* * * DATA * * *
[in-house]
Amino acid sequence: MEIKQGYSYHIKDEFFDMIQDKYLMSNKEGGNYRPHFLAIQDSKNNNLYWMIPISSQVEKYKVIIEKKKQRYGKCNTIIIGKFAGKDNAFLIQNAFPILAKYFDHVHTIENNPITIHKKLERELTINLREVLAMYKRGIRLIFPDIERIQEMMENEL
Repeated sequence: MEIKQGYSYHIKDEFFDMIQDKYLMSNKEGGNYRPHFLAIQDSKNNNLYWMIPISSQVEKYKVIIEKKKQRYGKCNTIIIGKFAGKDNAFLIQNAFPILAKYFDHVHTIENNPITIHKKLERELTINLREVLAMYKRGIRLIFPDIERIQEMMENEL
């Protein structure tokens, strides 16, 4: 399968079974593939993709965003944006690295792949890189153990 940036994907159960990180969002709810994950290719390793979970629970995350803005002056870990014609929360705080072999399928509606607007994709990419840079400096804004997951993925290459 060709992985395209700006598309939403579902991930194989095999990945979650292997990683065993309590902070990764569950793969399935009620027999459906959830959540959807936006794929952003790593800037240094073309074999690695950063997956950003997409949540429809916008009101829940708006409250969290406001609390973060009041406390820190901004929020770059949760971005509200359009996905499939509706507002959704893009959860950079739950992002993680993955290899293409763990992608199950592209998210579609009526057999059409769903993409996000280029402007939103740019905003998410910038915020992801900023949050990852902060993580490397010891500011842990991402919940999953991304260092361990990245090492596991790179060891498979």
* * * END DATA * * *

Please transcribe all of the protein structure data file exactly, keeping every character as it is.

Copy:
[in-house]
Amino acid sequence: MEIKQGYSYHIKDEFFDMIQDKYLMSNKEGGNYRPHFLAIQDSKNNNLYWMIPISSQVEKYKVIIEKKKQRYGKCNTIIIGKFAGKDNAFLIQNAFPILAKYFDHVHTIENNPITIHKKLERELTINLREVLAMYKRGIRLIFPDIERIQEMMENEL
Repeated sequence: MEIKQGYSYHIKDEFFDMIQDKYLMSNKEGGNYRPHFLAIQDSKNNNLYWMIPISSQVEKYKVIIEKKKQRYGKCNTIIIGKFAGKDNAFLIQNAFPILAKYFDHVHTIENNPITIHKKLERELTINLREVLAMYKRGIRLIFPDIERIQEMMENEL
């Protein structure tokens, strides 16, 4: 399968079974593939993709965003944006690295792949890189153990 940036994907159960990180969002709810994950290719390793979970629970995350803005002056870990014609929360705080072999399928509606607007994709990419840079400096804004997951993925290459 060709992985395209700006598309939403579902991930194989095999990945979650292997990683065993309590902070990764569950793969399935009620027999459906959830959540959807936006794929952003790593800037240094073309074999690695950063997956950003997409949540429809916008009101829940708006409250969290406001609390973060009041406390820190901004929020770059949760971005509200359009996905499939509706507002959704893009959860950079739950992002993680993955290899293409763990992608199950592209998210579609009526057999059409769903993409996000280029402007939103740019905003998410910038915020992801900023949050990852902060993580490397010891500011842990991402919940999953991304260092361990990245090492596991790179060891498979």